Pindar, creator; Arnson Svarlien, Diane, 1960-, translator

  1. [*](On the two possible dates see C. M. Bowra, Pindar ( Oxford 1964), p. 409. ) Raising the fine-walled porch of our dwelling with golden pillars, we will build, as it were, a marvellous hall; at the beginning of our work we must place a far-shining front. If someone were an Olympic victor,
  2. and a guardian of the prophetic altar of Zeus at Pisa, and a fellow-founder of renowned Syracuse, what hymn of praise would that man fail to win, by finding fellow-citizens ungrudging in delightful song?
  3. Let the son of Sostratus know that this sandal fits his divinely-blessed foot. But excellence without danger
  4. is honored neither among men nor in hollow ships. But many people remember, if a fine thing is done with toil. Hagesias, that praise is ready for you, which once Adrastus’ tongue rightly spoke for the seer Amphiaraus, son of Oicles, when the earth swallowed up him and his shining horses.
  5. In Thebes, when the seven pyres of corpses had been consumed, the son of Talaus spoke in this way: “I long for the eye of my army, a man who was good both as a prophet and at fighting with the spear.” And this holds good as well for the man of Syracuse who is master of our victory-procession. Though I am not prone to quarrel, and not overly fond of victory,
  6. I would even swear a great oath, and on this point at least I will clearly bear witness for him; and the honey-voiced Muses will give their consent.
  7. Phintis, come now and yoke the strength of mules for me, quickly, so that we can drive the chariot along a clear path, and I can at last arrive at the race of these men.
  8. For those mules above all others know how to lead the way along this path, since they have won garlands at Olympia, And so it is right to open for them the gates of song; and I must go today, in good time, to Pitana, beside the ford of Eurotas.
  9. Pitana, who, it is said, lay with Poseidon son of Cronus,
  10. and bore a child, violet-haired Evadne. But she hid her unwedded pregnancy in the folds of her robe. And in the appointed month she sent servants, and told them to give the baby to be tended by the hero, Aepytus son of Eilatus, who ruled over the Arcadians at Phaesana, and had his allotted home on the Alpheus,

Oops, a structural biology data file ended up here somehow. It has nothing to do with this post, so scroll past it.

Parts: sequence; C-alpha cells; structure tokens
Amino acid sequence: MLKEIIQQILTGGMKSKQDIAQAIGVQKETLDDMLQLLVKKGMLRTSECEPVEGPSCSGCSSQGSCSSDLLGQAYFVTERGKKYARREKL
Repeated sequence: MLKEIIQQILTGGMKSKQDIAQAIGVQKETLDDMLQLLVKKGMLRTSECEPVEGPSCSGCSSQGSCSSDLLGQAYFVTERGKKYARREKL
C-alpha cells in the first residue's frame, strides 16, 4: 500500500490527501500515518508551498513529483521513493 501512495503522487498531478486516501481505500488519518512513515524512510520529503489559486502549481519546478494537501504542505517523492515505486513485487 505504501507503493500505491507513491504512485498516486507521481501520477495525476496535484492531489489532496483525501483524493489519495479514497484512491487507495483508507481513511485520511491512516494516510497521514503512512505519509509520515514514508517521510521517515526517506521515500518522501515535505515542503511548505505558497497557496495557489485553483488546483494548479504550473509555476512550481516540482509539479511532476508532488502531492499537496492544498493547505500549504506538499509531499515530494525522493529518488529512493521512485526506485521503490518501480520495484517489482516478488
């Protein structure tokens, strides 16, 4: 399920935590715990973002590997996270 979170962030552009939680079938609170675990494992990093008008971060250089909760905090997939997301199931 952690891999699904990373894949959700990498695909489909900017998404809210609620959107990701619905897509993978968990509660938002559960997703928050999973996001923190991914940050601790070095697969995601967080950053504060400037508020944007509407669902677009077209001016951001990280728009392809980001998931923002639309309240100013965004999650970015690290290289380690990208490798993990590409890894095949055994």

11. where Evadne was raised, and first touched the sweets of Aphrodite beneath Apollo’s embrace.
  12. She did not escape the notice of Aepytus in all the time that she was hiding the offspring of the god; no, he went to Pytho, pressing down the unspeakable anger in his spirit with intense concern, to consult the oracle about this unbearable disaster. And she laid down her purple and saffron girdle,
  13. and her silver pitcher, and beneath a blue-shaded thicket gave birth to a god-inspired boy. The golden-haired god sent gentle-minded Eleithuia and the Fates to help her.
  14. From her womb and her sweet birth-pangs Iamus came right away into the light. In her distress,
  15. she left him on the ground. But by the will of the gods, two gray-eyed serpents nurtured him with the harmless venom of bees, caring for him. And when the king had driven back from rocky Pytho, he questioned everyone in the household about the child whom Evadne had borne. For he said that he was begotten by Phoebus,
  16. and that he would be, for men on earth, a prophet above all mortals, and that his race would never fail. Such was his speech. But they claimed that they had neither seen nor heard the baby, born four days ago. For it had been hidden in the rushes and the boundless thicket,
  17. his tender body washed in the golden and purple light of violets. Therefore his mother declared that he should be called for all time
  18. by this immortal name, “Iamus.” And when he had attained the delightful fruit of golden-crowned Youth, he went down into the middle of the Alpheus, and called on wide-ruling Poseidon, his grandfather, and on the Archer who watches over god-built Delos,
  19. praying that the honor of caring for the people be on his head, under the clear night sky. His father’s voice responded in clear speech, and sought him out: “Rise, my son, and follow my voice here to a place that welcomes all.”
  20. They came to the steep rock of the lofty hill of Cronus.